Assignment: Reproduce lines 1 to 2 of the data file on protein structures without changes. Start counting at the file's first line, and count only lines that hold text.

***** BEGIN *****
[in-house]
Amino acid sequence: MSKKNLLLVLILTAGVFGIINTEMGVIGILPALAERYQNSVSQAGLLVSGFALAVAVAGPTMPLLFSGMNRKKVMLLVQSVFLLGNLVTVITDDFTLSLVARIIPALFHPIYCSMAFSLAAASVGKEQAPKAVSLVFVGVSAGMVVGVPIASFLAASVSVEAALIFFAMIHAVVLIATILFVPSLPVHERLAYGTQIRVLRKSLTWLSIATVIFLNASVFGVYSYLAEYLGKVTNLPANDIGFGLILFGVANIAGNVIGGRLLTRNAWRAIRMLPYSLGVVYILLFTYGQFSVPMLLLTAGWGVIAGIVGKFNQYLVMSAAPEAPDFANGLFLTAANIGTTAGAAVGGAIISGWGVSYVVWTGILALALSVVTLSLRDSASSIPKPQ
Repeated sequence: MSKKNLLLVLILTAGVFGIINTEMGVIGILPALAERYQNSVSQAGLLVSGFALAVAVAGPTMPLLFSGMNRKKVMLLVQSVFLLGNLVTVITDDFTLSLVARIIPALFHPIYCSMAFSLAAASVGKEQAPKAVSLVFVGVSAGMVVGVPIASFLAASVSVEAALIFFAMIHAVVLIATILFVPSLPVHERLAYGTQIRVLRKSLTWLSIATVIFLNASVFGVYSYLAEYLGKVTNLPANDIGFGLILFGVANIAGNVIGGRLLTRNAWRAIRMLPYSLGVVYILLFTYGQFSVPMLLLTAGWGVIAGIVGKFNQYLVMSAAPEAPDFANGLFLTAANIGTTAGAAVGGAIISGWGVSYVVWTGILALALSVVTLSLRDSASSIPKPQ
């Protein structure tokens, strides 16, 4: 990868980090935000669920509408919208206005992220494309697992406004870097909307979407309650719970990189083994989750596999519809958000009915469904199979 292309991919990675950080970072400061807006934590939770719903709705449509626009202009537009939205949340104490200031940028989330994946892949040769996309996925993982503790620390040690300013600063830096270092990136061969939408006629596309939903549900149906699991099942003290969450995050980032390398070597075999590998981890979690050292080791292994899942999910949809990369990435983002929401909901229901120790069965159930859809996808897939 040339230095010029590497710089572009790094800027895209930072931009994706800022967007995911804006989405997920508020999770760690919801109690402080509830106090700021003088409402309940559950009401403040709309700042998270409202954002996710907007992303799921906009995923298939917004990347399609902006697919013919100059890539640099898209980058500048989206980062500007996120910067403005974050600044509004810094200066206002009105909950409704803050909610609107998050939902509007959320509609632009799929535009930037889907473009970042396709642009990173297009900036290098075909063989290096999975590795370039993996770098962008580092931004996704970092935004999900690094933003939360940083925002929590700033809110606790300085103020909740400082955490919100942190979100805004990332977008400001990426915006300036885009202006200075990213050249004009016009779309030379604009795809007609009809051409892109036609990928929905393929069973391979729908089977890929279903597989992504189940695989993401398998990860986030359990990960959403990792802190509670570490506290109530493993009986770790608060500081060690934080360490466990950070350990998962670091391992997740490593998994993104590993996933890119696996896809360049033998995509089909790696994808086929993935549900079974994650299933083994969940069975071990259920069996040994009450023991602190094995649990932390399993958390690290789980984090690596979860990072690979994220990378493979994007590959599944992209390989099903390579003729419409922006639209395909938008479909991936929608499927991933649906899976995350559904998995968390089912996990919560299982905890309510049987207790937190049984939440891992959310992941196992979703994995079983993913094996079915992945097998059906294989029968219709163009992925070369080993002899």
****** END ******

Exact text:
[in-house]
Amino acid sequence: MSKKNLLLVLILTAGVFGIINTEMGVIGILPALAERYQNSVSQAGLLVSGFALAVAVAGPTMPLLFSGMNRKKVMLLVQSVFLLGNLVTVITDDFTLSLVARIIPALFHPIYCSMAFSLAAASVGKEQAPKAVSLVFVGVSAGMVVGVPIASFLAASVSVEAALIFFAMIHAVVLIATILFVPSLPVHERLAYGTQIRVLRKSLTWLSIATVIFLNASVFGVYSYLAEYLGKVTNLPANDIGFGLILFGVANIAGNVIGGRLLTRNAWRAIRMLPYSLGVVYILLFTYGQFSVPMLLLTAGWGVIAGIVGKFNQYLVMSAAPEAPDFANGLFLTAANIGTTAGAAVGGAIISGWGVSYVVWTGILALALSVVTLSLRDSASSIPKPQ